FIG. 4 is a block diagram illustrating details of a diskless server 28 in accordance with the invention, which may be a software-based diskless print server. For purposes of discussion, a software-based print server will be described although the system and method in accordance with the invention may be used with other types of diskless server systems. The print server 28 may include a protocol component 60 which performs various protocol processing steps as described below and an application component 62 which performs various application processing steps as described below. The protocol component and the application component may be connected together by a storage means 64, which may be a buffer. The buffer may be implemented using memory space within the printer to form a first-in first-out (FIFO) queue of data. The buffer may temporarily store the print data received by the print server from a particular client computer. The amount of data in the buffer at any one time may also permit the protocol component 60 to determine when to delay the communication of the replies to the client computers, as described in more detail below, in order to avoid the termination of the data transfer session. The protocol component 60 may be a process (thread) within the print server 28 which sends and receives data over the computer network including receiving data requests from the client computers and communicating replies back to the client computers after each block of data has been received and stored in the memory. The application component 62 may be the process/thread which uses the data received from the client computers. In accordance with the invention, the protocol component and the application component may be implemented as a software application or as a hardware component. In the example of the print server, the application component 62 may be the printing software associated with the particular printer which images the data and sends the data to the print engine for printing. Normally, any delay in the printing of a document or page is introduced by the application component which is attempting to process the incoming image data.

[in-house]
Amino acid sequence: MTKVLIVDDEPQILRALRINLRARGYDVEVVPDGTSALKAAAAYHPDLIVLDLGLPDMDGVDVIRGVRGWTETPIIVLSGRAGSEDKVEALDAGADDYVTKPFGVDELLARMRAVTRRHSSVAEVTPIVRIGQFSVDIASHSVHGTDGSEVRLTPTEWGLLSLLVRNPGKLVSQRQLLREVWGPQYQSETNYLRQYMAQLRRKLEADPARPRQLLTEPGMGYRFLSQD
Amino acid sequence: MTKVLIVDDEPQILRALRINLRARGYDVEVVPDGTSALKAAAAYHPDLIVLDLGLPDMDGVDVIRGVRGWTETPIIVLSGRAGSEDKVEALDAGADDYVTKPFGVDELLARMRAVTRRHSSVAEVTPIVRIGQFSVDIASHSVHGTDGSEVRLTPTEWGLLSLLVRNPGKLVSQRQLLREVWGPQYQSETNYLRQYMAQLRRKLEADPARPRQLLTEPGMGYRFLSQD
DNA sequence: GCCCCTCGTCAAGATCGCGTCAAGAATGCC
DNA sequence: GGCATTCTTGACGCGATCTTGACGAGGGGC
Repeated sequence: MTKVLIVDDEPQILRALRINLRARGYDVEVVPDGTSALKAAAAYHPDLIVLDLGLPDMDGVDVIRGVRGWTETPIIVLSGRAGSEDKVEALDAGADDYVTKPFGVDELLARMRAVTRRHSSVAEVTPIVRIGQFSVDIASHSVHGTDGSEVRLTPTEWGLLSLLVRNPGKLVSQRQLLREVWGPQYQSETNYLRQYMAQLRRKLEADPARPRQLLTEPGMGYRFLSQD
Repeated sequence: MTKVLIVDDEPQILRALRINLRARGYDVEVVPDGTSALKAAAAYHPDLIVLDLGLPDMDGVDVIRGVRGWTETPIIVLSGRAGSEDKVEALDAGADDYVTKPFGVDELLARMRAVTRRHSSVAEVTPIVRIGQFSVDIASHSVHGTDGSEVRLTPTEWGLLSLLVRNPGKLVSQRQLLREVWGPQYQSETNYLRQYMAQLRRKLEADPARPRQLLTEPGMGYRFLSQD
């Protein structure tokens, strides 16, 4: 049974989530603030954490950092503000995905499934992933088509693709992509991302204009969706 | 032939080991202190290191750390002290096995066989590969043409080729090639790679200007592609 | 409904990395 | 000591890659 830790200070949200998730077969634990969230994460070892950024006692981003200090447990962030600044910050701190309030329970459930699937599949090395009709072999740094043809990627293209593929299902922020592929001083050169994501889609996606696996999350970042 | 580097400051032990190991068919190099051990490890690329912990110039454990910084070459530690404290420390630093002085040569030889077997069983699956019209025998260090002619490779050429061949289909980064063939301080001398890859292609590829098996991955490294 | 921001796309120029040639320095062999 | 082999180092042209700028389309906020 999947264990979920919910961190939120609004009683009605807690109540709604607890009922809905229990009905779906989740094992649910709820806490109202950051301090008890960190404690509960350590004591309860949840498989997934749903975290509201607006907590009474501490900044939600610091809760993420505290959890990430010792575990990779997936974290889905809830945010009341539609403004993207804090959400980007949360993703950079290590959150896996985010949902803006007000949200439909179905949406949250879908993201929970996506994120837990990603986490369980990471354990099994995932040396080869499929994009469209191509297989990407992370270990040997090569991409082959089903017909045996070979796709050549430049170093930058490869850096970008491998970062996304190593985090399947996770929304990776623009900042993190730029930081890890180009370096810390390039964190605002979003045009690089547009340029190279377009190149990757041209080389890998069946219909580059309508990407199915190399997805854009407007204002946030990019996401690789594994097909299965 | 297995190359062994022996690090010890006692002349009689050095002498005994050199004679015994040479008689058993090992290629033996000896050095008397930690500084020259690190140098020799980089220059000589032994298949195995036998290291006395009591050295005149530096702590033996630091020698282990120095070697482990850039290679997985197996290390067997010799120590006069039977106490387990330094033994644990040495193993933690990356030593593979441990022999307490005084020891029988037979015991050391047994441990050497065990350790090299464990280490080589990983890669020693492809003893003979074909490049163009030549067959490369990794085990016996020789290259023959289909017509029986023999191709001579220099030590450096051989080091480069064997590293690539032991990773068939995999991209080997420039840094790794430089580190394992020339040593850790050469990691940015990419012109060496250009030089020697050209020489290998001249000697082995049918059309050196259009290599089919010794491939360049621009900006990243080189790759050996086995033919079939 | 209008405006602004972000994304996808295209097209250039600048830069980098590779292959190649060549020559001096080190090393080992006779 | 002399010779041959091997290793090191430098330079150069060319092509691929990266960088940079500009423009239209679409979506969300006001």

In operation, as each block of data arrives at the server, the protocol component 60 may place the incoming block of data into a main-memory-resident buffer 64 within the server 28. The buffer may have a predetermined size. As additional blocks of data are communicated to the server 28, they are also stored in the buffer. As each block of data is needed for imaging by the application component 62, it is removed from the buffer. As described below in more detail, the buffer acts as a data reservoir to smooth out the irregularities of the supply of data by the client computers and the demand for data by the application component. In particular, the protocol component 60 continuously monitors the amount of data in the buffer 64 and, based on certain predetermined thresholds associated with the buffer, adds artificial delays into each reply back to the client computer. Now, more details about the buffer in accordance with the invention will be described.

FIG. 5 is a block diagram illustrating more details of the buffer 64 in accordance with the invention. The buffer may have levels corresponding to a low threshold 70, a high threshold 72 and a flood threshold 74. Each threshold may cause a different reaction, as described below. The operation of the buffer will be briefly described here and a more detailed description of the operation of the buffer and the method for flow control will be described below with reference to FIGS. 6 and 7.

In operation, below the low threshold, the protocol component may not insert any delays into the replies. Once the amount of data in the buffer exceeds the high threshold, the protocol component may start to insert delays into the replies and may continue to insert delays until the amount of data in the buffer is once again below the low threshold. If the amount of data in the buffer exceeds the flood threshold, an error is reported to the client computer, such as an out of paper condition, but the data transfer session is not terminated so that the data transfer may be resumed once the problem is resolved (i.e., the application component has time to process the data which reduces the amount of data in the buffer below the flood threshold).